Next stop is the living room where the majority of holiday doodads hang out. As you can see, I have a thing for snowmen... or my mom does, because every one of these guys/gals were a gift from her. Although most of these snowmen look homemade  no I didn't make any myself, but someone did! I did assemble the burlap garland and  as you soon will see  it isn't the only one this year. This corner of my living room is hard to photograph as it's kind of dark, but does get some sunlight slanting across it at certain times of the day. I'm still trying to figure out how to best shoot interior living spaces. I'd say I'm much better at outdoor shots, though I have recently learned how to use the aperture function on my camera and have been playing with that. Any helpful tips from you seasoned photogs out there would be greatly appreciated!

I've never been a huge fan of our rounded-cornered, painted drywall mantle. One day I'd like to build it out with some wood or MDF, but dressing it up for the holidays helps make it a bit more interesting to look at. My favourite decoration this year by far is the burlap garland with the white stars (which used to be burgundy, but didn't stand out enough so I had Devin spray paint them  thanks buddy!) and the Christmas lights. At night it looks so warm and inviting I often find my eyes drifting away from the  the critically acclaimed docuseries I'm currently watching (translation  season 10 of Friends on Netflix) and zoning out on the glow for awhile.

And, of course, here's our tree. Forgive the somewhat bent and unevenly placed silver candy canes. They're the one decoration my daughter is allowed to touch (not that she actually adheres to this rule) and thus she moves them around on a daily basis, often just leaving them on the floor. I think next year, aside from the aforementioned burlap tree skirt, I'm going to add some burlap ribbon to fill in the tree a bit more. Yes, I love burlap. I love to wrap my outdoor planters in it during summer and my artificial tree in it during winter. It's a versatile fabric that, according to this website, was once used to clothe German soldiers.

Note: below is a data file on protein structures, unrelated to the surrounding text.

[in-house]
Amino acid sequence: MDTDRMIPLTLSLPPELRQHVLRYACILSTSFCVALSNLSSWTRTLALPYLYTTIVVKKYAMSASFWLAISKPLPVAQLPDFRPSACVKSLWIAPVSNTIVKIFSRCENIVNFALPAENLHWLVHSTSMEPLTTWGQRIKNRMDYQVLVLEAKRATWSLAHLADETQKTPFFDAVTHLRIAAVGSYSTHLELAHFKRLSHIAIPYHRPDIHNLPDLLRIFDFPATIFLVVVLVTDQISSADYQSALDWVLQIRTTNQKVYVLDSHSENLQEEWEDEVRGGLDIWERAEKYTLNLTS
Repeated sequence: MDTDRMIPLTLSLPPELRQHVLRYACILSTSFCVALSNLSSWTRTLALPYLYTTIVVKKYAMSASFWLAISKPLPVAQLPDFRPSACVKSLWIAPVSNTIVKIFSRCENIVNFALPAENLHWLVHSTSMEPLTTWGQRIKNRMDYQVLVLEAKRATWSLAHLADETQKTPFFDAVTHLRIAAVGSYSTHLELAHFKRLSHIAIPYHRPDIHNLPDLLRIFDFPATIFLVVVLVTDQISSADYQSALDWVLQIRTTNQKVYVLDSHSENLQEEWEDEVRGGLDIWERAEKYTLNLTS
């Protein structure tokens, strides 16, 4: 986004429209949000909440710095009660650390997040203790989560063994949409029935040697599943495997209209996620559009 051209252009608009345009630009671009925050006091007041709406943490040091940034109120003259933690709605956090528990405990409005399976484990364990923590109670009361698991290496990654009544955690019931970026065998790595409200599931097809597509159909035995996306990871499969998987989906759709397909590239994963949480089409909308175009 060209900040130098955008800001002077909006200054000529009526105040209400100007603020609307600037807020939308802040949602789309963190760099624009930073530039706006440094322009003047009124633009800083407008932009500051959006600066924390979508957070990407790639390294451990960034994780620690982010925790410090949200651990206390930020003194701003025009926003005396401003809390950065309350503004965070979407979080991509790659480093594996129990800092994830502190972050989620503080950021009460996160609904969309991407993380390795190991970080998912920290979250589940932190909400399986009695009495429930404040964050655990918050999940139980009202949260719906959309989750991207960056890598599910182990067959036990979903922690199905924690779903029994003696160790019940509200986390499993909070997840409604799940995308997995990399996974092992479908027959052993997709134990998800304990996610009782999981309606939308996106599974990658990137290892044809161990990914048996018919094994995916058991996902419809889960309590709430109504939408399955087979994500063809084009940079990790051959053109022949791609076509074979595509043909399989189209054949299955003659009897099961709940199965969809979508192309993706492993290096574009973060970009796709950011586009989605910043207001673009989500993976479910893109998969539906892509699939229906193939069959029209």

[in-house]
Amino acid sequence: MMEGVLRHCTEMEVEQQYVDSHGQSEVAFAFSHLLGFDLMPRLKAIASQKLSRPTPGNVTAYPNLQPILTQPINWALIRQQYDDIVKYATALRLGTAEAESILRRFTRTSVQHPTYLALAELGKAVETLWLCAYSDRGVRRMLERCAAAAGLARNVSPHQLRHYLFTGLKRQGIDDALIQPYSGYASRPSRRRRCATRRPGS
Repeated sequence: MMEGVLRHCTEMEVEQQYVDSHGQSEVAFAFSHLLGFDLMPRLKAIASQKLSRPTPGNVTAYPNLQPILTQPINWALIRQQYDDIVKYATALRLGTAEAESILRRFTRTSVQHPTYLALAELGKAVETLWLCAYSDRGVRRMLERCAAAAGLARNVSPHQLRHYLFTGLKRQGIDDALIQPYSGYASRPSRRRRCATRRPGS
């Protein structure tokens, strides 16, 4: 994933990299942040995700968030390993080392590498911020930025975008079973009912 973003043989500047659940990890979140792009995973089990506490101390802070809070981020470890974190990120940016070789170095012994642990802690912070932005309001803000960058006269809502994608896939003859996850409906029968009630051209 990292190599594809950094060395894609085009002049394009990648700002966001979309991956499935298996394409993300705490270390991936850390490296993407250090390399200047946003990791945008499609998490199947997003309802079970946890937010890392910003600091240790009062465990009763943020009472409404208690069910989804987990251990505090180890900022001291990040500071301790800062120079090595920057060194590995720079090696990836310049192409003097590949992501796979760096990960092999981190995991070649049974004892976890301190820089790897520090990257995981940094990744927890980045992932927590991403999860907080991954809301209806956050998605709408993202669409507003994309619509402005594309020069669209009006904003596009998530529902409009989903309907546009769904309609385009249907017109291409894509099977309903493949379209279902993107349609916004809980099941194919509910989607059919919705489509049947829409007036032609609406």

And, with that educational tidbit, it's about time for me to start drifting away from the conversation and start doing dishes. Oh, you're leaving? So soon...? Okaybyethanksforcoming. And also – a Merry Christmas/Hanukkah/Kwanzaa/Festivus or just another plain old Friday from all of us here (it's just me) at Of Houses and Trees.

Do you have a lot of holiday decorations or do you like to keep it pretty sparse? What's your favourite item? Which item has the most interesting story? Christmas is a time for sharing  both baked goods and comments!

Thursday, December 3, 2015

Did It Myself No. 8: Refurbished Chair

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Those of you who were my Facebook friends back in March 2014 may remember a little fabric survey I put up for an old chair that I had acquired and planned to refurbish. I had ordered the winning print promptly after the votes were tallied and then... nothing. Well, not nothing exactly as there has been child rearing, writing, teaching, dancing and many other around the home and yard projects tackled in the two years and nine months since.

But, alas, the chair is complete! And, as with many of my DIY projects of late, I cannot take all the credit because the lovely  albeit manly – Devin Patterson was of great assistance on this one. He reinforced the chair, painted it, cut out the foam for the cushion and stapled on the fabric. Sounds like he did the entire project on his own, right? Well... there was one small "incident" that I will not detail for all of the interwebs to read, but let's just say the fabric had to be removed, repositioned and re-stapled under the very watchful eye of your's truly.

Another of my favourite colour combos,
more yellow and grey things to come!